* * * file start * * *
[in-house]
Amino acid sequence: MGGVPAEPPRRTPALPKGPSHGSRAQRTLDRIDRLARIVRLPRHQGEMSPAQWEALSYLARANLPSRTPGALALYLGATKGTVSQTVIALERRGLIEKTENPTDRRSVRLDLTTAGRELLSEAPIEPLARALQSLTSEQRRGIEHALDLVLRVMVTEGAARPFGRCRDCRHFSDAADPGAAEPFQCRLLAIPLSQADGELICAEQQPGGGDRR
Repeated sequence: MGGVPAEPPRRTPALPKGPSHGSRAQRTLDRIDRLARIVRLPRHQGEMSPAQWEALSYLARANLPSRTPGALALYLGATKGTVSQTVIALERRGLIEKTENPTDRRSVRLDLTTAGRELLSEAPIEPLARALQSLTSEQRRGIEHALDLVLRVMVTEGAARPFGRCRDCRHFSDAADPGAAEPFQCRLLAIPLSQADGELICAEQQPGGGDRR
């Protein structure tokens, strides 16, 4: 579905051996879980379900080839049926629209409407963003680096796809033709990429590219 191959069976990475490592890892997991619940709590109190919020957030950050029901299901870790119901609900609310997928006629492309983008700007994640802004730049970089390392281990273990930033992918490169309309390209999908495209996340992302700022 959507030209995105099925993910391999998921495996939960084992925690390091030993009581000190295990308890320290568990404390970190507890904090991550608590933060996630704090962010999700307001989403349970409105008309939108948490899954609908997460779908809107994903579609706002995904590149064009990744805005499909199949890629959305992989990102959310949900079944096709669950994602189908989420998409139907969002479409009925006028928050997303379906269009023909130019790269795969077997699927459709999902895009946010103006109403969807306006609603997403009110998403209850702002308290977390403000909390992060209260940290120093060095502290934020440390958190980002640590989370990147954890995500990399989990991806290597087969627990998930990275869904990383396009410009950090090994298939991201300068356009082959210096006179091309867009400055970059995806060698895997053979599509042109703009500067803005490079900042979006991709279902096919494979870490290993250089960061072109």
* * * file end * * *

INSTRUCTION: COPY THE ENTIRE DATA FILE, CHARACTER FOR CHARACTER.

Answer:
[in-house]
Amino acid sequence: MGGVPAEPPRRTPALPKGPSHGSRAQRTLDRIDRLARIVRLPRHQGEMSPAQWEALSYLARANLPSRTPGALALYLGATKGTVSQTVIALERRGLIEKTENPTDRRSVRLDLTTAGRELLSEAPIEPLARALQSLTSEQRRGIEHALDLVLRVMVTEGAARPFGRCRDCRHFSDAADPGAAEPFQCRLLAIPLSQADGELICAEQQPGGGDRR
Repeated sequence: MGGVPAEPPRRTPALPKGPSHGSRAQRTLDRIDRLARIVRLPRHQGEMSPAQWEALSYLARANLPSRTPGALALYLGATKGTVSQTVIALERRGLIEKTENPTDRRSVRLDLTTAGRELLSEAPIEPLARALQSLTSEQRRGIEHALDLVLRVMVTEGAARPFGRCRDCRHFSDAADPGAAEPFQCRLLAIPLSQADGELICAEQQPGGGDRR
């Protein structure tokens, strides 16, 4: 579905051996879980379900080839049926629209409407963003680096796809033709990429590219 191959069976990475490592890892997991619940709590109190919020957030950050029901299901870790119901609900609310997928006629492309983008700007994640802004730049970089390392281990273990930033992918490169309309390209999908495209996340992302700022 959507030209995105099925993910391999998921495996939960084992925690390091030993009581000190295990308890320290568990404390970190507890904090991550608590933060996630704090962010999700307001989403349970409105008309939108948490899954609908997460779908809107994903579609706002995904590149064009990744805005499909199949890629959305992989990102959310949900079944096709669950994602189908989420998409139907969002479409009925006028928050997303379906269009023909130019790269795969077997699927459709999902895009946010103006109403969807306006609603997403009110998403209850702002308290977390403000909390992060209260940290120093060095502290934020440390958190980002640590989370990147954890995500990399989990991806290597087969627990998930990275869904990383396009410009950090090994298939991201300068356009082959210096006179091309867009400055970059995806060698895997053979599509042109703009500067803005490079900042979006991709279902096919494979870490290993250089960061072109």